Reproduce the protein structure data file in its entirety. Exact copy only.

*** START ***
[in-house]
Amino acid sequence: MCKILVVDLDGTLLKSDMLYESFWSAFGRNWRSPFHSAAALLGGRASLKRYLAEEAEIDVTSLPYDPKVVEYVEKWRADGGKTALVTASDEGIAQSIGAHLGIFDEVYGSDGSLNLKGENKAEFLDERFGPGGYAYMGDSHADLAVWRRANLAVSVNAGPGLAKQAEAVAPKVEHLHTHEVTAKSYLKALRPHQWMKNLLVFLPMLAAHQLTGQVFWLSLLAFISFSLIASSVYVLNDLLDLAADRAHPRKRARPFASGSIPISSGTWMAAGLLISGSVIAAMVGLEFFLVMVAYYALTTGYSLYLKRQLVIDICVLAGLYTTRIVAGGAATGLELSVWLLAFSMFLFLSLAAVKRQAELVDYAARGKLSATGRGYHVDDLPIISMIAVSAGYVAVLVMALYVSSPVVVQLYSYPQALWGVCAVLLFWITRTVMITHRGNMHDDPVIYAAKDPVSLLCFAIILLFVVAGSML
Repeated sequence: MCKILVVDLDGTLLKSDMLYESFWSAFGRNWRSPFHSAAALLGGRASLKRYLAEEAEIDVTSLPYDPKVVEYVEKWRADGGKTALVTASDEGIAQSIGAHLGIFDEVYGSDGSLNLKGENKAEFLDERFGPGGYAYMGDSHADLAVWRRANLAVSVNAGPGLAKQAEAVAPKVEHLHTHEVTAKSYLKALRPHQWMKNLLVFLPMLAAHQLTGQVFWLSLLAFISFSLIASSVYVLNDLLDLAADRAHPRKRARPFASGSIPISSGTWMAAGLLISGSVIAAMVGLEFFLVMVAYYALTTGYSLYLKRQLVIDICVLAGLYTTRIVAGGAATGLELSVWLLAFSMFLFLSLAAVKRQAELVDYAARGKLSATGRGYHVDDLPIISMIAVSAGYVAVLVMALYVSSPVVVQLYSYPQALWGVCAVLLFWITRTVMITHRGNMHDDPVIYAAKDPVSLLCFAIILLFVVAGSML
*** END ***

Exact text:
[in-house]
Amino acid sequence: MCKILVVDLDGTLLKSDMLYESFWSAFGRNWRSPFHSAAALLGGRASLKRYLAEEAEIDVTSLPYDPKVVEYVEKWRADGGKTALVTASDEGIAQSIGAHLGIFDEVYGSDGSLNLKGENKAEFLDERFGPGGYAYMGDSHADLAVWRRANLAVSVNAGPGLAKQAEAVAPKVEHLHTHEVTAKSYLKALRPHQWMKNLLVFLPMLAAHQLTGQVFWLSLLAFISFSLIASSVYVLNDLLDLAADRAHPRKRARPFASGSIPISSGTWMAAGLLISGSVIAAMVGLEFFLVMVAYYALTTGYSLYLKRQLVIDICVLAGLYTTRIVAGGAATGLELSVWLLAFSMFLFLSLAAVKRQAELVDYAARGKLSATGRGYHVDDLPIISMIAVSAGYVAVLVMALYVSSPVVVQLYSYPQALWGVCAVLLFWITRTVMITHRGNMHDDPVIYAAKDPVSLLCFAIILLFVVAGSML
Repeated sequence: MCKILVVDLDGTLLKSDMLYESFWSAFGRNWRSPFHSAAALLGGRASLKRYLAEEAEIDVTSLPYDPKVVEYVEKWRADGGKTALVTASDEGIAQSIGAHLGIFDEVYGSDGSLNLKGENKAEFLDERFGPGGYAYMGDSHADLAVWRRANLAVSVNAGPGLAKQAEAVAPKVEHLHTHEVTAKSYLKALRPHQWMKNLLVFLPMLAAHQLTGQVFWLSLLAFISFSLIASSVYVLNDLLDLAADRAHPRKRARPFASGSIPISSGTWMAAGLLISGSVIAAMVGLEFFLVMVAYYALTTGYSLYLKRQLVIDICVLAGLYTTRIVAGGAATGLELSVWLLAFSMFLFLSLAAVKRQAELVDYAARGKLSATGRGYHVDDLPIISMIAVSAGYVAVLVMALYVSSPVVVQLYSYPQALWGVCAVLLFWITRTVMITHRGNMHDDPVIYAAKDPVSLLCFAIILLFVVAGSML